Trent assumes that most hateboxers will break taboo enough times to keep anything truly scary from being built. But eventually, a hateboxer will find a way to infuse his box with a major charge. The results of a Major-Effect Clockwork, infused with negative emotions, should be as spectacular as they are destructive.


Here are some follow-up notes and ideas, based off the feedback I received:

1) "I keep seeing a man working on his artificial leg. Half way through, he forgets how he lost his leg, tears apart the artificial leg, remembers, and begins to work again."

2) "What happens to the trapped memories? Can those failed notches be slapped around random if, say, the box is lobbed like a grenade? Or what happens if little Jimmy finds Grandma Pandora's little hopechest and, thinking there's pirate treasure inside, opens the lid? Does little Jimmy get a headful of bad memories and failed notches?Could be a good plot hook and trigger event."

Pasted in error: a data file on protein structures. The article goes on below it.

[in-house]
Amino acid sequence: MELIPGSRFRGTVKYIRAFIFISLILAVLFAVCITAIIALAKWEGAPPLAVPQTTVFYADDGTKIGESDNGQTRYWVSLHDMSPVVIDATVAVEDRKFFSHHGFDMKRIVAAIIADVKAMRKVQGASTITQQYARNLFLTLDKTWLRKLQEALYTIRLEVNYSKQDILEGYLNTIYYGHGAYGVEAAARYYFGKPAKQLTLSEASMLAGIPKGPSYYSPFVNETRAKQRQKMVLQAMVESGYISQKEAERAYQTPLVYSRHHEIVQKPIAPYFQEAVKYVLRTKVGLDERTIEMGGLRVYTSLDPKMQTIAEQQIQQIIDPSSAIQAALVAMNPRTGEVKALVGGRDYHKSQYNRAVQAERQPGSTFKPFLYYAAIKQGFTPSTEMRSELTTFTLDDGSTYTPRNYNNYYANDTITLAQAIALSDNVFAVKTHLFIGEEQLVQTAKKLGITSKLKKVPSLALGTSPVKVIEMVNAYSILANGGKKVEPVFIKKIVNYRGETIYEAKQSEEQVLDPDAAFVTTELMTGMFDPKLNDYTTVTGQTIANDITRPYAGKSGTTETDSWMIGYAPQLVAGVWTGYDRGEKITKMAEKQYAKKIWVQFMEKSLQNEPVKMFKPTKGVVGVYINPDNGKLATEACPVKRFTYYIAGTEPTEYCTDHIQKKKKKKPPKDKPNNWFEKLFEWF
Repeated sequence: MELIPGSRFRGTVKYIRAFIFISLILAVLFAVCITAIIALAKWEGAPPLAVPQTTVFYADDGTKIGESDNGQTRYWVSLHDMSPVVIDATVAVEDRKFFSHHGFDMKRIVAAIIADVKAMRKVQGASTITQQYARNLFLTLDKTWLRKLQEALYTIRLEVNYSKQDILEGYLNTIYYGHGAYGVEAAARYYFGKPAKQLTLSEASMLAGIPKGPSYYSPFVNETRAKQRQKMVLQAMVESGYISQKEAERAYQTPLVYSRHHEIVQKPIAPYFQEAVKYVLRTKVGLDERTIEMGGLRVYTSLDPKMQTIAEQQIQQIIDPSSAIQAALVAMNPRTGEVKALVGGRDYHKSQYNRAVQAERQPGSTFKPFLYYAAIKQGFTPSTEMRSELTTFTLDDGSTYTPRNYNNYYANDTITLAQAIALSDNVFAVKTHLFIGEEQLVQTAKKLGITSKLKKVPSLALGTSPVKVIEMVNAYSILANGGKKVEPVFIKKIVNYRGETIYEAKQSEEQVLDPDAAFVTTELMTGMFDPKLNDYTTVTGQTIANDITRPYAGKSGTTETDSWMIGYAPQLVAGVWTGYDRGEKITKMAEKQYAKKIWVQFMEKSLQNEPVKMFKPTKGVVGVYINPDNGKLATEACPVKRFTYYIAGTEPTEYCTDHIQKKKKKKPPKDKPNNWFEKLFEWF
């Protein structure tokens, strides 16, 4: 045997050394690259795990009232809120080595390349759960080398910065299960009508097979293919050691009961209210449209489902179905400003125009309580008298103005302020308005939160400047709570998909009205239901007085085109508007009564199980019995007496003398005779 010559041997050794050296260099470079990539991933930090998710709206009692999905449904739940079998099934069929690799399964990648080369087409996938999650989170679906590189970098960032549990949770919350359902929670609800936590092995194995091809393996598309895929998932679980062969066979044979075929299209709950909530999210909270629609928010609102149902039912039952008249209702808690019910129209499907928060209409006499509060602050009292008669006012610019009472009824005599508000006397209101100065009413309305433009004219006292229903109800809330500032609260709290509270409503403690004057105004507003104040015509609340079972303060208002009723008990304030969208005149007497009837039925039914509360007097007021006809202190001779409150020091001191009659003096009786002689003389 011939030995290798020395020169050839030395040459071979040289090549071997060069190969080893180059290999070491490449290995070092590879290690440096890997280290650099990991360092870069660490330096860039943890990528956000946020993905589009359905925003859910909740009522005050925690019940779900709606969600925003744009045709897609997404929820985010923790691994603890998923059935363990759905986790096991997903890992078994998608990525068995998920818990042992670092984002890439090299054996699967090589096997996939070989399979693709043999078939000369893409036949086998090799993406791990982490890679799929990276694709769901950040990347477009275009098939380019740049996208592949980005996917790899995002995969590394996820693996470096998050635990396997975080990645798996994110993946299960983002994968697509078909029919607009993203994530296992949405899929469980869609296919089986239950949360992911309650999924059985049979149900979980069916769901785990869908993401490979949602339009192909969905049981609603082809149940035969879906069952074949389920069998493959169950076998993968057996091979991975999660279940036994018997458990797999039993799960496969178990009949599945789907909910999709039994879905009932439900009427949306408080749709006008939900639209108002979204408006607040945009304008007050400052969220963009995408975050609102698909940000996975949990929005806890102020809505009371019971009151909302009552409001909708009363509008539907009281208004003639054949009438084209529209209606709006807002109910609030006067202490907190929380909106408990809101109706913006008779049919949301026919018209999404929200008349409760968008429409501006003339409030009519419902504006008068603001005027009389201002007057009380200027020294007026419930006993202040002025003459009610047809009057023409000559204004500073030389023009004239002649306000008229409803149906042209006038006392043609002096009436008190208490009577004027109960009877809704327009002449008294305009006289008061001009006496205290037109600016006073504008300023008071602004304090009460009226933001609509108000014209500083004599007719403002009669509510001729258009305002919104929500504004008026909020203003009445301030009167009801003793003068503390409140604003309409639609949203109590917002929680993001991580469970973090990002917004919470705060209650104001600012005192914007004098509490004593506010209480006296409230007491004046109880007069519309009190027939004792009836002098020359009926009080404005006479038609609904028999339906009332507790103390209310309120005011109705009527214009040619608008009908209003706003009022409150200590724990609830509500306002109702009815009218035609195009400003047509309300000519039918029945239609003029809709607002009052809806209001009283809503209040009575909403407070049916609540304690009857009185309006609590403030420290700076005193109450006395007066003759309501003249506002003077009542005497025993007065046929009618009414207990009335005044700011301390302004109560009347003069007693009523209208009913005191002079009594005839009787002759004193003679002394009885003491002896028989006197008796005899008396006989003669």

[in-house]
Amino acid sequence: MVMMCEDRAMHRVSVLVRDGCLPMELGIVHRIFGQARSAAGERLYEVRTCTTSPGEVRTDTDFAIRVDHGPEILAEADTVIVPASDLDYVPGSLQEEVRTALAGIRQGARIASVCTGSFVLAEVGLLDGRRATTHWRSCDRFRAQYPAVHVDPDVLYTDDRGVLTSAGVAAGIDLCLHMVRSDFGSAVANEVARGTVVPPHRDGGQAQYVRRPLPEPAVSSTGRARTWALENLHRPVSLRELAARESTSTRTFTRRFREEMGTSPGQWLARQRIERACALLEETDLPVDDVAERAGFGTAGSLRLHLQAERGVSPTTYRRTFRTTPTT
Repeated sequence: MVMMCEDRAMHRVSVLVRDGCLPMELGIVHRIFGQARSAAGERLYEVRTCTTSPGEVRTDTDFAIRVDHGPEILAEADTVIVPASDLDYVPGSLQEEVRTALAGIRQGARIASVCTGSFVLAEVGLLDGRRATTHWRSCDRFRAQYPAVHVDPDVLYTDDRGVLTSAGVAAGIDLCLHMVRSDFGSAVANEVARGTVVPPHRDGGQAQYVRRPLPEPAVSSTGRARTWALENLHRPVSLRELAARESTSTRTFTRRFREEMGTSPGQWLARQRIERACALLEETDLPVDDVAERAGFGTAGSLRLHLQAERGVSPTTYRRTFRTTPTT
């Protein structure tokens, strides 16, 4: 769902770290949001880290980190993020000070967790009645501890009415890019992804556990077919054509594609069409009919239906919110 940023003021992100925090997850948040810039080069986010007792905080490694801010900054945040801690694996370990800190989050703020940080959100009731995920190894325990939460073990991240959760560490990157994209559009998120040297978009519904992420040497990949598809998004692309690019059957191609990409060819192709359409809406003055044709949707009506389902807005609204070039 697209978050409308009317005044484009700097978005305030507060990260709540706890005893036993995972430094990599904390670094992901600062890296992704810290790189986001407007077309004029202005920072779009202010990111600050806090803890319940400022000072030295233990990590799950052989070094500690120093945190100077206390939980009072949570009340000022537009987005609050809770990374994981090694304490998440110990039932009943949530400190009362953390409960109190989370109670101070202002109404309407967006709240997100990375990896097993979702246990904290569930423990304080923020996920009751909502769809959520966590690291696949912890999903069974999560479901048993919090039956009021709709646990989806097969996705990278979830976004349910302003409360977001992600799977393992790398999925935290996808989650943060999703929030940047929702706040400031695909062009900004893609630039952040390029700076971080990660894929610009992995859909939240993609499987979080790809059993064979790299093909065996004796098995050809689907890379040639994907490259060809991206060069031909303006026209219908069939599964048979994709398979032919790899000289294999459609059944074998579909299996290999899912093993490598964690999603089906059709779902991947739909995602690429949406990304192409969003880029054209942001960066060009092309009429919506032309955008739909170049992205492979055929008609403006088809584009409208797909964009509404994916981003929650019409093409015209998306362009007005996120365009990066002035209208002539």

3) "I saw the word 'hopechest' and immediately thought of a hatebox usedfor the opposite of its intended purpose.

"Imagine, say, an undercover cop. He's infiltrated a gang of real bastards, and found out he's just not enough of a bastard himself to keep his cover for long. One day when he's feeling superstitious, he remembers Trent, and remembers him saying you can store any emotion in a hatebox. So he builds one to store everything that's good and decent in him.

"It worked like a charm, and now this guy is the ultimate bastard, Hardened all the way, so extreme he manages to neatly fill the requirements for one of the nastier archetypes. And he's right in the PC's backyard, learning just enough about the Occult Underground to become a threat for everyone involved.

"Learning about the hopechest and making him into a good guy again seems like a good idea for a few adventures - it would be the best option for dealing with him, since direct combat would result in a very high body count."

4) [follow-up to #4] 

"Nice thought... when all his good memories return, he realizes how far down he's fallen, and eats his gun in grief.

"You did it."